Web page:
>> Rename to Bytecoins
"Unregulated peer-to-peer crypto currency".
>> I have a wallet service on my desktop. It holds information that I want to keep private and has nothing to do with any form of virtual currency.
So what? Kill/heavily regulate the online wallet services and make mining illegal. Not really all that hard. Hard to identify who's doing it, perhaps, but not hard to legislate.
>> In order to apply financial rules they have to recognise it as a currency which would, in effect, legitimise it.
Not if they also made it illegal. Look at what happened with Liberty dollars - recognised as a competing currency and shut down as a result (competing physical currencies are not allowed). Again, BTC would be *technically* harder to shutdown, but not legislatively harder.
>> Yes. That is why there are so many lawyers and why every law passed ends up being amended and/or superseded. Lawmakers find it difficult to successfully define physical objects and processes, never mind virtual ones.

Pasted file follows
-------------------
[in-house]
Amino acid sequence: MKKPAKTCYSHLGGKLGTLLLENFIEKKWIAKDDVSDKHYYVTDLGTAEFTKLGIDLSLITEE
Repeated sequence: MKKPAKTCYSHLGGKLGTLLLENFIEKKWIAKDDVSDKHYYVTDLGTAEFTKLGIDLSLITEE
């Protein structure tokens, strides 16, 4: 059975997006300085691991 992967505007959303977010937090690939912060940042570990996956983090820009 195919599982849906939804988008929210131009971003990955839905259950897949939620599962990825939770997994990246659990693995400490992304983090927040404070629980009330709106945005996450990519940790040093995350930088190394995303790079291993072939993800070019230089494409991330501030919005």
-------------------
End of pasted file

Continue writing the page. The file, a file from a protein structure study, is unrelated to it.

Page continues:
Yet here we are with all these laws and enforcement agencies that will shut you down if (for instance) you make a business of selling illegal items like heroin. Seems that some things can be legislated.
>> All the miners do, by the way, is generate a SHA-256 hash to sign a block of data with. How easy do you think the lawmakers would find it to stop people signing a bitcoin data block without having any side effects on everything else that uses SHA-256?
Very easy indeed. "For the purposes of mining and/or processing transactions in unregulated peer-to-peer crypto currencies".